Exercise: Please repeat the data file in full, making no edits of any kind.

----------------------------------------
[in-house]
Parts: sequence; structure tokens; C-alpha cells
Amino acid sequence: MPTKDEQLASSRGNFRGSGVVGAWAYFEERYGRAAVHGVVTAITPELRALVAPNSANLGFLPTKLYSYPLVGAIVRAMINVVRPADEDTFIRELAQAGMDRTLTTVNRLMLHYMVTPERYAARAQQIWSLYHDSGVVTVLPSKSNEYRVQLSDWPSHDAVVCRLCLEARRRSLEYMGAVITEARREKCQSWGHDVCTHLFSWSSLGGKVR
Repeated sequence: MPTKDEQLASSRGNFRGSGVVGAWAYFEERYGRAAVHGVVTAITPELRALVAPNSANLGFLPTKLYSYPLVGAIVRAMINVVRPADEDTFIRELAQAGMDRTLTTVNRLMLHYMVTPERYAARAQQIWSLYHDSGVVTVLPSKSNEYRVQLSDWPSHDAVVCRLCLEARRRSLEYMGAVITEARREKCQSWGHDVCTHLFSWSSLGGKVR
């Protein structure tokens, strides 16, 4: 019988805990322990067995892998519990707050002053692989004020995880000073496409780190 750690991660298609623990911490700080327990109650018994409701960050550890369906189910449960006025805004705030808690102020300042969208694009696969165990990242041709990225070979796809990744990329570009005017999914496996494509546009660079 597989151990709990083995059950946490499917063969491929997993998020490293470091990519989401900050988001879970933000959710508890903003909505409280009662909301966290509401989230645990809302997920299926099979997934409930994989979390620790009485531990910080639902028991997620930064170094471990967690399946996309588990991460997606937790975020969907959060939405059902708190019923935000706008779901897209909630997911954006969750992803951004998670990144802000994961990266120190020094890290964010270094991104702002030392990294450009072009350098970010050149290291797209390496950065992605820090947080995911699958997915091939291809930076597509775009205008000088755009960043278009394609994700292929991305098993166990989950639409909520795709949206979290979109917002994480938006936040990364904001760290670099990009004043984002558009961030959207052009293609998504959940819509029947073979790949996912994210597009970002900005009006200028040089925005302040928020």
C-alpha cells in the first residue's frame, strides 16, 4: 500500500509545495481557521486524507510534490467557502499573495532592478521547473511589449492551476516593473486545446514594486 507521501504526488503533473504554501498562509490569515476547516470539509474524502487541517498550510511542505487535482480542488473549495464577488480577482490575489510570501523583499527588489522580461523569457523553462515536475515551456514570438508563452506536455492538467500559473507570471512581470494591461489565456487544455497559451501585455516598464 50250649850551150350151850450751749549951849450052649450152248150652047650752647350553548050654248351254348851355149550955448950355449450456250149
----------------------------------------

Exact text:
[in-house]
Parts: sequence; structure tokens; C-alpha cells
Amino acid sequence: MPTKDEQLASSRGNFRGSGVVGAWAYFEERYGRAAVHGVVTAITPELRALVAPNSANLGFLPTKLYSYPLVGAIVRAMINVVRPADEDTFIRELAQAGMDRTLTTVNRLMLHYMVTPERYAARAQQIWSLYHDSGVVTVLPSKSNEYRVQLSDWPSHDAVVCRLCLEARRRSLEYMGAVITEARREKCQSWGHDVCTHLFSWSSLGGKVR
Repeated sequence: MPTKDEQLASSRGNFRGSGVVGAWAYFEERYGRAAVHGVVTAITPELRALVAPNSANLGFLPTKLYSYPLVGAIVRAMINVVRPADEDTFIRELAQAGMDRTLTTVNRLMLHYMVTPERYAARAQQIWSLYHDSGVVTVLPSKSNEYRVQLSDWPSHDAVVCRLCLEARRRSLEYMGAVITEARREKCQSWGHDVCTHLFSWSSLGGKVR
């Protein structure tokens, strides 16, 4: 019988805990322990067995892998519990707050002053692989004020995880000073496409780190 750690991660298609623990911490700080327990109650018994409701960050550890369906189910449960006025805004705030808690102020300042969208694009696969165990990242041709990225070979796809990744990329570009005017999914496996494509546009660079 597989151990709990083995059950946490499917063969491929997993998020490293470091990519989401900050988001879970933000959710508890903003909505409280009662909301966290509401989230645990809302997920299926099979997934409930994989979390620790009485531990910080639902028991997620930064170094471990967690399946996309588990991460997606937790975020969907959060939405059902708190019923935000706008779901897209909630997911954006969750992803951004998670990144802000994961990266120190020094890290964010270094991104702002030392990294450009072009350098970010050149290291797209390496950065992605820090947080995911699958997915091939291809930076597509775009205008000088755009960043278009394609994700292929991305098993166990989950639409909520795709949206979290979109917002994480938006936040990364904001760290670099990009004043984002558009961030959207052009293609998504959940819509029947073979790949996912994210597009970002900005009006200028040089925005302040928020």
C-alpha cells in the first residue's frame, strides 16, 4: 500500500509545495481557521486524507510534490467557502499573495532592478521547473511589449492551476516593473486545446514594486 507521501504526488503533473504554501498562509490569515476547516470539509474524502487541517498550510511542505487535482480542488473549495464577488480577482490575489510570501523583499527588489522580461523569457523553462515536475515551456514570438508563452506536455492538467500559473507570471512581470494591461489565456487544455497559451501585455516598464 50250649850551150350151850450751749549951849450052649450152248150652047650752647350553548050654248351254348851355149550955448950355449450456250149